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The San Quintín variety of kangaroo rat. The San Quintín variety of kangaroo rat.

Thought to be extinct, San Quintín kangaroo rat appears in Baja

No one had seen a San Quintín kangaroo rat for more than 30 years, leading officials to believe the rodent was extinct.

But now the species of kangaroo rat endemic to western Baja California has turned up in Ensenada.

The last sighting was in 1986, leading the International Union for Conservation of Nature to conclude it was possibly extinct.

The Natural Protected Areas Commission (Conanp) said an undisclosed number of specimens were sighted in the Monte Ceniza and Valle Tranquilo Natural Reserves. The sightings were made by researchers from the San Diego Natural History Museum.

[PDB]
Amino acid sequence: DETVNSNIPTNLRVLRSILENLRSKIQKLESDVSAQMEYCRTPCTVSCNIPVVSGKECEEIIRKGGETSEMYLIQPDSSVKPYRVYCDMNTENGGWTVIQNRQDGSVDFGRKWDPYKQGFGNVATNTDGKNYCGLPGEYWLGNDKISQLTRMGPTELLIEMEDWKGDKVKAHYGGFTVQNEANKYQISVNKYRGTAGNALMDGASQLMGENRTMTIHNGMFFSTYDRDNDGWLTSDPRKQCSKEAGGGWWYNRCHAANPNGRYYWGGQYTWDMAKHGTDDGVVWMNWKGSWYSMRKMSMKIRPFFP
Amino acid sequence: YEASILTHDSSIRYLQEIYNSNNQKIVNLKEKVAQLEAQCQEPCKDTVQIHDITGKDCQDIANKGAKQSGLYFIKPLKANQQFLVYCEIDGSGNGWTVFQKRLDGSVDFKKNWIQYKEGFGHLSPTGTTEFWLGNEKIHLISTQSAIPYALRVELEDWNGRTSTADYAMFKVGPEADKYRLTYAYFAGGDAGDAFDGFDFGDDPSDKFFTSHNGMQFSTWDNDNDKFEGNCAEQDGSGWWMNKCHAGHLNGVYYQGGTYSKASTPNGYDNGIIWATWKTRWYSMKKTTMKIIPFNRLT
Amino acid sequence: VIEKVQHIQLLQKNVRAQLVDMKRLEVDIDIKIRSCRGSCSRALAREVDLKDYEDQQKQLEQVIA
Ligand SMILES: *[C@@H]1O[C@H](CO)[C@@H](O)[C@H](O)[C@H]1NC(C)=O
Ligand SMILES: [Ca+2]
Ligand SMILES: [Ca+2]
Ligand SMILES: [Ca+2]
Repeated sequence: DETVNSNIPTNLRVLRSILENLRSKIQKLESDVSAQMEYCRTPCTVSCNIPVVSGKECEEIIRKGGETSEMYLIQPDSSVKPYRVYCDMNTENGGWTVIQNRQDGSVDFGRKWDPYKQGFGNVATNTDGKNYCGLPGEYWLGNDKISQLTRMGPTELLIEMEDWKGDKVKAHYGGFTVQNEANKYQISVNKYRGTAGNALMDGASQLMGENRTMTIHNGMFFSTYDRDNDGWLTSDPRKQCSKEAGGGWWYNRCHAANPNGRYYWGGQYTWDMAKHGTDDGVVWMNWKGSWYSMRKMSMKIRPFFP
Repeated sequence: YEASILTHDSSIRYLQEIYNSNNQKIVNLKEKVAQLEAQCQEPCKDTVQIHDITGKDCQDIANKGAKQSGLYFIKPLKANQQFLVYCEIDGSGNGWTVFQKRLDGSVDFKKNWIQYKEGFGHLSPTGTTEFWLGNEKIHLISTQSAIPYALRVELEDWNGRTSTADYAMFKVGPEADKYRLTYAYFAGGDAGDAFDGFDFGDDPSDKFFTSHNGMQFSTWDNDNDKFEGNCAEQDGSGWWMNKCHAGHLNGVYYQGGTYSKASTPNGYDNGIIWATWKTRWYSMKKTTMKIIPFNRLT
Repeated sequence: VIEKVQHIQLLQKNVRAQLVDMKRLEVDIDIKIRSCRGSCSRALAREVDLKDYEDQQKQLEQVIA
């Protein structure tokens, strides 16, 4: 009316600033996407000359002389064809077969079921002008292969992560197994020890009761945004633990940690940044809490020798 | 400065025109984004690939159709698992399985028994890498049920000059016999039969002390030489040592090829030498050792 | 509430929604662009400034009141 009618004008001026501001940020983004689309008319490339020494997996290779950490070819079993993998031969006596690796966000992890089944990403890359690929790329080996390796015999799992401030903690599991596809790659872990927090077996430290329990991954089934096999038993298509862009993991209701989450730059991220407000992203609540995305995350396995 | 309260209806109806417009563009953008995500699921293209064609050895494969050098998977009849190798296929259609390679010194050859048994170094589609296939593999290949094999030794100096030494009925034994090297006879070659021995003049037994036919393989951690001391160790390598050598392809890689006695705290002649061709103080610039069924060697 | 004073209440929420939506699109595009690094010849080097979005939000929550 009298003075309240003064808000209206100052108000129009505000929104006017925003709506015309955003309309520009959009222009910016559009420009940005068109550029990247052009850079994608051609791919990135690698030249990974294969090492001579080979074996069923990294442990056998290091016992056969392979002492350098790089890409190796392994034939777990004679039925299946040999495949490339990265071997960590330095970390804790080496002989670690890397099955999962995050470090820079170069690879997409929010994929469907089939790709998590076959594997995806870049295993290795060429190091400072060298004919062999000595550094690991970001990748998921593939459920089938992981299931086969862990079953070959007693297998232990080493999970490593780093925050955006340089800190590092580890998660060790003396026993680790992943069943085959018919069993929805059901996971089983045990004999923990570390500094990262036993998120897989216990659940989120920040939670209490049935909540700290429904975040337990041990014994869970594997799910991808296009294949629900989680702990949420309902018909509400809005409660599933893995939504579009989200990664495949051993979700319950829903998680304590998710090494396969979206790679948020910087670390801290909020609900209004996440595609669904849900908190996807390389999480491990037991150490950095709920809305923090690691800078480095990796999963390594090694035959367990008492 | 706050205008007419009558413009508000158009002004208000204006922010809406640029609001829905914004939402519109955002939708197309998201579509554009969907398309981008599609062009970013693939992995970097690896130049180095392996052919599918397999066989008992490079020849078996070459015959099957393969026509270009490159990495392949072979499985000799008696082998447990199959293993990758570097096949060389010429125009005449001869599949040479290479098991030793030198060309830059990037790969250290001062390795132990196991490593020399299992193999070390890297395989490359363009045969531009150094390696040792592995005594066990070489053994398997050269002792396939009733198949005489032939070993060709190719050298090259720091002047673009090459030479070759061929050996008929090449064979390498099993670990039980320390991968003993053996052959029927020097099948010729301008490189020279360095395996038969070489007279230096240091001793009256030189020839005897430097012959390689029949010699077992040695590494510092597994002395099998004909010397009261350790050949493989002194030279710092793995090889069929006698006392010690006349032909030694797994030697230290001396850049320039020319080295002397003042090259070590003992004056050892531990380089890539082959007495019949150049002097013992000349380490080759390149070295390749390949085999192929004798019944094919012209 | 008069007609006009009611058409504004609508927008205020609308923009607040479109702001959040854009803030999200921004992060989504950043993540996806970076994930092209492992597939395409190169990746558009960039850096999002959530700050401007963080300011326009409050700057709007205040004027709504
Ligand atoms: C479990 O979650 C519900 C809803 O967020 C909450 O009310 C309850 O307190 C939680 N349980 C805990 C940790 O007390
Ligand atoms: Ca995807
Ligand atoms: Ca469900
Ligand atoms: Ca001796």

Conanp is now collaborating with the researchers and the non-governmental organization Terra Peninsular to create a conservation plan.

The project will include habitat restoration, improvement and protection strategies, a molecular analysis of the nocturnal rodent population’s health and raising awareness about kangaroo rats, described as keystone species of their environments.

Kangaroo rats are named for their powerful hind legs, which propel the animal in a series of large and characteristic bounds, and a tail with a large tuft of hairs on the end that is longer than its body.

Experts say they play an important role in the ecological communities in which they live. Specifically, they influence plant growth by feeding on and dispersing seeds and digging burrows in the soil. This contributes to the overall health of the ecosystem. They are also prey for numerous predators including barn owls, burrowing owls, snakes and coyotes.

Source: Debate (sp)

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